I turned and walked away from Daniel and the “gatekeepers,” who were still trying to convince me to pay for admission to the grounds. I think there might have been some arguing behind me, as it took Daniel a minute or so to catch up to me. I walked slowly and calmly, though, so as not to seem like I was running away and drawing more attention to myself. Daniel caught up and asked if I was sure I didn’t want to go in; I said yes. He suggested that we visit some of the market stalls on the street, as there were very good souvenirs I could buy to bring home; I said I wasn’t doing any shopping today, then repeated myself a few times as he was insistent. I then thanked him for his help and said firmly that I would continue to walk around on my own. At this point, he turned on the charm.

“Okay,” he said. “But you know, before you go, it would make me so happy if I could see a euro or American dollars—to see what they look like, you know. I mean, I have seen like one or two euro or dollars, but I have never seen a ten, twenty, fifty—I would love to see what it looks like, and it would make me so happy, and it would really inspire me to run up there [the university is located in an area uphill from the center] and study so very, very hard!”

I smiled sweetly and said that was really nice to hear, but I didn’t have any euro or dollars. He coaxed and wheedled some more. I said no really, you’re out of luck. He didn’t believe me. I said 1) I don’t live in the U.S. so I can’t actually withdraw dollars from where I live; 2) why would I have dollars and euro on me when Ethiopia’s currency is the birr; 3) I’m only here for the afternoon so I had basically no spending money; 4) but I did have 30 birr [sic—I really did forget how much I had] in my pocket that I would gladly give him.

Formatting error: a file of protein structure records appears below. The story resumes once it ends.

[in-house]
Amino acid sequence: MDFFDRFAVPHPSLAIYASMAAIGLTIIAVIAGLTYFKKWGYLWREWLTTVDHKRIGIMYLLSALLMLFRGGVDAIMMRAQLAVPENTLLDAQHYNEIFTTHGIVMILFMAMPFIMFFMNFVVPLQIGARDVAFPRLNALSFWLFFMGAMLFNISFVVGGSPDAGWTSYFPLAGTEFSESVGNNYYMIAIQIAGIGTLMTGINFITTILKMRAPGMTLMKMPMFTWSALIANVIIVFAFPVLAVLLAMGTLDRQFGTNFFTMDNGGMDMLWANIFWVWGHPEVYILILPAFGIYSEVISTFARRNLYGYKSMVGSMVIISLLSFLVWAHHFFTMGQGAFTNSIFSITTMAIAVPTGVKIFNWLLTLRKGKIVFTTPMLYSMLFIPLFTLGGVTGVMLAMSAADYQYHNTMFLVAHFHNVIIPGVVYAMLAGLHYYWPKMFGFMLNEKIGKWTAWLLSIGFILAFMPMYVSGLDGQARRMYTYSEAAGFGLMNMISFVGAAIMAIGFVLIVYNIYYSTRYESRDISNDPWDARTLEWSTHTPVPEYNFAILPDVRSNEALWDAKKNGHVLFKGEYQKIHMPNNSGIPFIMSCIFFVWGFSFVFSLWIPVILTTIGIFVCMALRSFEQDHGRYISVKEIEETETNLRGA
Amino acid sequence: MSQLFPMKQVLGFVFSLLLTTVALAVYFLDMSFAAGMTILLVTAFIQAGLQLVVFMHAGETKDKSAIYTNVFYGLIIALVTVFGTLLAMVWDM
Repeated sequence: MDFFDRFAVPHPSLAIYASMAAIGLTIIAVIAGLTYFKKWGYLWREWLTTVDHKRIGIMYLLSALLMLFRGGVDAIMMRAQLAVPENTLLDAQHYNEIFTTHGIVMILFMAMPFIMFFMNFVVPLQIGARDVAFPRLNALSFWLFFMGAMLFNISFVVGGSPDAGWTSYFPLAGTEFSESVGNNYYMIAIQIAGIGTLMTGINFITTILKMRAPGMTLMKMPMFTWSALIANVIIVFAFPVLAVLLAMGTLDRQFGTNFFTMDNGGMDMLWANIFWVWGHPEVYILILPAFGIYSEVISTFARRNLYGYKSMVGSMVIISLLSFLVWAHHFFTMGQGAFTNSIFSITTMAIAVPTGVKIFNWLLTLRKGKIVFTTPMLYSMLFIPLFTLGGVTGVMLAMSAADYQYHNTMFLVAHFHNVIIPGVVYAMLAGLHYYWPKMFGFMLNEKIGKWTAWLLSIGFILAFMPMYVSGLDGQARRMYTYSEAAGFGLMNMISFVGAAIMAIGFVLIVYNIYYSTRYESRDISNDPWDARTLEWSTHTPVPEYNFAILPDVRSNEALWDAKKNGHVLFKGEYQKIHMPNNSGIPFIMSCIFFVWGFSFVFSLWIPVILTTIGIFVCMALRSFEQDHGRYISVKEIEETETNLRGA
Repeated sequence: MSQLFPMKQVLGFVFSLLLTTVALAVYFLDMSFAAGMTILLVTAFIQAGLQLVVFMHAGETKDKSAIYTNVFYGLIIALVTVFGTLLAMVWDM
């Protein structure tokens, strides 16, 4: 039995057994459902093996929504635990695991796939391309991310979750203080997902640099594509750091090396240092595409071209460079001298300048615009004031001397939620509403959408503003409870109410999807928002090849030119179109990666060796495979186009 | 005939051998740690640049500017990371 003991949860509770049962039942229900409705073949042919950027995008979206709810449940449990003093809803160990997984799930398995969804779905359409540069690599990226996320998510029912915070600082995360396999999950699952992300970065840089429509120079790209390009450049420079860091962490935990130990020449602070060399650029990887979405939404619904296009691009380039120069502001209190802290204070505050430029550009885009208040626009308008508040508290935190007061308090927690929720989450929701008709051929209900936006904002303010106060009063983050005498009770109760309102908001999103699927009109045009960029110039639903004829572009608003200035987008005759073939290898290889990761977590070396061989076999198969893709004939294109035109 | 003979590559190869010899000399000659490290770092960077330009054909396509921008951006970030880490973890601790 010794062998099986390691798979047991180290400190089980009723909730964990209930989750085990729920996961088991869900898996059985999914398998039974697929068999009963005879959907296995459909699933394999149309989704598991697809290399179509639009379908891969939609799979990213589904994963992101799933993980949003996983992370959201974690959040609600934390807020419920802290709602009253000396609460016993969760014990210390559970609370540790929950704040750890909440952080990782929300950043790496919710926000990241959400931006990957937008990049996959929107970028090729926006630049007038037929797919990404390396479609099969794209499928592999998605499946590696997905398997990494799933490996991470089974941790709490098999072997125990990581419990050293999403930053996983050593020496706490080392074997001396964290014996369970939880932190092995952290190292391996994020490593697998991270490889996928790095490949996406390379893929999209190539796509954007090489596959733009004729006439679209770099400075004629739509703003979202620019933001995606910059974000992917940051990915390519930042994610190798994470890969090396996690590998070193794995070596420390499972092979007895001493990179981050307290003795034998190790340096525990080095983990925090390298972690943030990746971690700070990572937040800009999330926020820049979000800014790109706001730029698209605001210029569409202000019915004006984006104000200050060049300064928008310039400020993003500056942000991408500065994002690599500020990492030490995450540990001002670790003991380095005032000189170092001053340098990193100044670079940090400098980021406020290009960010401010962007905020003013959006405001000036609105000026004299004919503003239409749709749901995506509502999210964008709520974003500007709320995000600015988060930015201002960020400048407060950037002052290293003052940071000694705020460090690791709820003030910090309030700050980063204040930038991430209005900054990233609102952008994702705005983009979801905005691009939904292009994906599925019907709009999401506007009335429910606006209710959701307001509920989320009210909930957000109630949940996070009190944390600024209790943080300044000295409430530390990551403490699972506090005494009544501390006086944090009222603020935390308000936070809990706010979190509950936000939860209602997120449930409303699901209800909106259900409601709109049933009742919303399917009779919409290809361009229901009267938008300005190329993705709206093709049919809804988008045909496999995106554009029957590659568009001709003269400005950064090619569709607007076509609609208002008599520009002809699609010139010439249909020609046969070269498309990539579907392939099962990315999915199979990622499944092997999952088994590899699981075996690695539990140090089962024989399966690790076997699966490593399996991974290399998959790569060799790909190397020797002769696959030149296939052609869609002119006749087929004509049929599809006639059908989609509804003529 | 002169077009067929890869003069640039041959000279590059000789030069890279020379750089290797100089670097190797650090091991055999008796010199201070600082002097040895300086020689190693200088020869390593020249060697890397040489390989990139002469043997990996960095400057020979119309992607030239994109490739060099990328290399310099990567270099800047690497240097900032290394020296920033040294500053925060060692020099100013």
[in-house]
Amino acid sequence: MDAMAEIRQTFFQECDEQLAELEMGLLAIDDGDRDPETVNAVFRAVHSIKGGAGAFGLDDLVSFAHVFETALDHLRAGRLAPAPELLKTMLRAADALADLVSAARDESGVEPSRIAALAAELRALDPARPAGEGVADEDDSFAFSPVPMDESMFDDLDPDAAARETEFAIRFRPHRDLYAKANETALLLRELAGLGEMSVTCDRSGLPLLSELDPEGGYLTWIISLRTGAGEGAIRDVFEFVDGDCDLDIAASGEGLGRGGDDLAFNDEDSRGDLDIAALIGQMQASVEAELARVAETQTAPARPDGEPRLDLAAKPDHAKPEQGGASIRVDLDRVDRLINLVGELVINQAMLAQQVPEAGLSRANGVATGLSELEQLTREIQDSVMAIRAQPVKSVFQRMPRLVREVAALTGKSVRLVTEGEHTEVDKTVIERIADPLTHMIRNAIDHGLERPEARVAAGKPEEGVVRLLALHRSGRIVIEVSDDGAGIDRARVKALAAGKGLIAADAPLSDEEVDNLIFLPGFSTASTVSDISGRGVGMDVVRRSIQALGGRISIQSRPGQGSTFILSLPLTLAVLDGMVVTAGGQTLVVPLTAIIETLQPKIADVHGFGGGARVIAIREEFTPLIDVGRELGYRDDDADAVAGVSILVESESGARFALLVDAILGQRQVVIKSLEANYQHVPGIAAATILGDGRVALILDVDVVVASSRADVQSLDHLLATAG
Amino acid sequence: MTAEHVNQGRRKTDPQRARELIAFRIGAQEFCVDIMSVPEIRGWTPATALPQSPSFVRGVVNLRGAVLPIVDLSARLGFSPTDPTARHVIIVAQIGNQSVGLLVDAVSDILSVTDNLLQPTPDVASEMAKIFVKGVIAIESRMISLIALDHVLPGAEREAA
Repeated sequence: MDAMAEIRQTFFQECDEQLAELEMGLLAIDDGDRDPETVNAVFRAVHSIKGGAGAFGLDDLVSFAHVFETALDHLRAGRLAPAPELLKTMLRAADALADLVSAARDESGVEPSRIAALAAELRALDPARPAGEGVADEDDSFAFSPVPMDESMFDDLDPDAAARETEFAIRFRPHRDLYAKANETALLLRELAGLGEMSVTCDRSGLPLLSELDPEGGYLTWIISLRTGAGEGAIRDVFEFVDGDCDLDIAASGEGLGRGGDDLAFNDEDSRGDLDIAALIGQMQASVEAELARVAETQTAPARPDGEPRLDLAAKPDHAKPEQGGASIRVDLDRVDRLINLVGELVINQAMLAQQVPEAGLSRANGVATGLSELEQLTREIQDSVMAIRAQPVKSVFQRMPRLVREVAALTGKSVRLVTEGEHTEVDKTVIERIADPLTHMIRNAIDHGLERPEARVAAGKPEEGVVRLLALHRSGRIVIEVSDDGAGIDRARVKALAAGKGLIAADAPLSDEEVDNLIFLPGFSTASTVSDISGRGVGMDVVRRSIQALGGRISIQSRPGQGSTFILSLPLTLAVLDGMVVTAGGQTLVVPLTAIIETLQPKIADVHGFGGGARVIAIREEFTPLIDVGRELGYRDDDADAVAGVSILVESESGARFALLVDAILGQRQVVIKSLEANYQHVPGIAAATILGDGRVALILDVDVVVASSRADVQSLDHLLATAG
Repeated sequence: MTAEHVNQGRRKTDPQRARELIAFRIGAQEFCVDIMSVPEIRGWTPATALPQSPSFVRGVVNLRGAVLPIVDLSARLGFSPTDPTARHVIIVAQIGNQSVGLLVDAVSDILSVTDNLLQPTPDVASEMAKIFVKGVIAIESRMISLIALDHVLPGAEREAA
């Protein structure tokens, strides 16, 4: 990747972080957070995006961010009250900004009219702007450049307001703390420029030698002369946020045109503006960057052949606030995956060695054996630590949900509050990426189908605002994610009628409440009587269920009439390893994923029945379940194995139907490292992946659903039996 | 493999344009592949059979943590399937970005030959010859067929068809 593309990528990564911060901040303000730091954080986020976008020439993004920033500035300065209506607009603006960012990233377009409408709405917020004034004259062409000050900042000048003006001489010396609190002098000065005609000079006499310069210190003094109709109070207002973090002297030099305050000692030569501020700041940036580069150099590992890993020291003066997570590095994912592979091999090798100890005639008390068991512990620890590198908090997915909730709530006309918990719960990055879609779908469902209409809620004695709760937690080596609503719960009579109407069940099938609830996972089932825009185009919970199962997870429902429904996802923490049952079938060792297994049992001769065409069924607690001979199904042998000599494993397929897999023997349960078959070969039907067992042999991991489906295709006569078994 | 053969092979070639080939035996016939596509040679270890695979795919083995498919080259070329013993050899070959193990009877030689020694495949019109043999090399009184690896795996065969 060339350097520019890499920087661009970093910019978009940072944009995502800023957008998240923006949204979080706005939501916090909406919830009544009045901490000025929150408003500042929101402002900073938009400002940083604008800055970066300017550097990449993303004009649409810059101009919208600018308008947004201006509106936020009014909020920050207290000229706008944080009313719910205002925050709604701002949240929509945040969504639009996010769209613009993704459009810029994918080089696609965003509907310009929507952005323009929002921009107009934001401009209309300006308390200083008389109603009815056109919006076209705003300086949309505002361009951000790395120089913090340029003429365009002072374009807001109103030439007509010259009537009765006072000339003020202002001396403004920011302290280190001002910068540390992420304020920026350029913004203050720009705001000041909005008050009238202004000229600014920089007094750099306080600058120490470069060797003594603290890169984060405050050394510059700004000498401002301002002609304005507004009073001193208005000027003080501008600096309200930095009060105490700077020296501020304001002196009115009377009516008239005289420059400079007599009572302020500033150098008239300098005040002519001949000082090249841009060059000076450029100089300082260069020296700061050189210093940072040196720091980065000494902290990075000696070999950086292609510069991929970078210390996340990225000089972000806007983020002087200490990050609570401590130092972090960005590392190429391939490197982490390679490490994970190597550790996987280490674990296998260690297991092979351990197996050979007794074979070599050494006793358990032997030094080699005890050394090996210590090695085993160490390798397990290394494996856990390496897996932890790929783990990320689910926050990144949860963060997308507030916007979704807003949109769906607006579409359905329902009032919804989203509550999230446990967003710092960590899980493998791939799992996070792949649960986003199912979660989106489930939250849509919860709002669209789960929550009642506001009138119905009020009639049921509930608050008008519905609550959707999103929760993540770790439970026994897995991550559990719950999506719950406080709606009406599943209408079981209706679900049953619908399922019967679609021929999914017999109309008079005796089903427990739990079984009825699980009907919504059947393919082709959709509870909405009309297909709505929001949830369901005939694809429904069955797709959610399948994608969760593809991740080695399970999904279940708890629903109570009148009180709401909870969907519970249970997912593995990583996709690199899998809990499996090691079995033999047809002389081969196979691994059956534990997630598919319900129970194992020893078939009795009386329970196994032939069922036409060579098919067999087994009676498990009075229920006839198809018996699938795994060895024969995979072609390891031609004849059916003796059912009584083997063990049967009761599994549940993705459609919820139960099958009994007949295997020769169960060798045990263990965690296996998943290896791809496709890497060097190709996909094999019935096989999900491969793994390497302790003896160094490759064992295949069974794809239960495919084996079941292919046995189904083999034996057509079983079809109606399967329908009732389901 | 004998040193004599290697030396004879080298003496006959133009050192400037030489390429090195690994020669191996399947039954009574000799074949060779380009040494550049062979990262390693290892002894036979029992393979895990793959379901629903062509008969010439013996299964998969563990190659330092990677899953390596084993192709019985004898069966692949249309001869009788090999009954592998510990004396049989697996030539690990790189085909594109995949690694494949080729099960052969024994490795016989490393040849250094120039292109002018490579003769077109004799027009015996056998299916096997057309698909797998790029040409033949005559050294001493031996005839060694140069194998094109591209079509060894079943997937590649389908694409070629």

He got distinctly less charming then and just said rather bluntly, “OK, then.”

I reached into my jeans pocket, pulled out the bills, and handed them to him.

“This is 20, not 30,” he said.

“Oops, I remembered wrong – I forgot how much I’d paid the taxi. But that’s all I have left.”

“Maybe you should check again,” he said.

I laughed lightly. “I’ll turn this pocket inside out if you like, but you won’t find anything else there.”

He relented, wished me a nice trip and hoped I would return to Ethiopia someday, and peeled off. I really was happy to give him the money despite his obvious deception at the beginning—I figured 20 birr ($1) was worth the re-orientation and 20 minutes of harassment-free walking he’d given me.

The rest of my time in Addis was tiring and uneventful. I basically walked endlessly and continued to be screwed over by my terrible map. Here are some of the pictures I took, though I was also trying to keep my camera concealed as much as possible. I regret that I didn’t get a picture of the boy driving his 6-7 donkeys down a major artery in the center.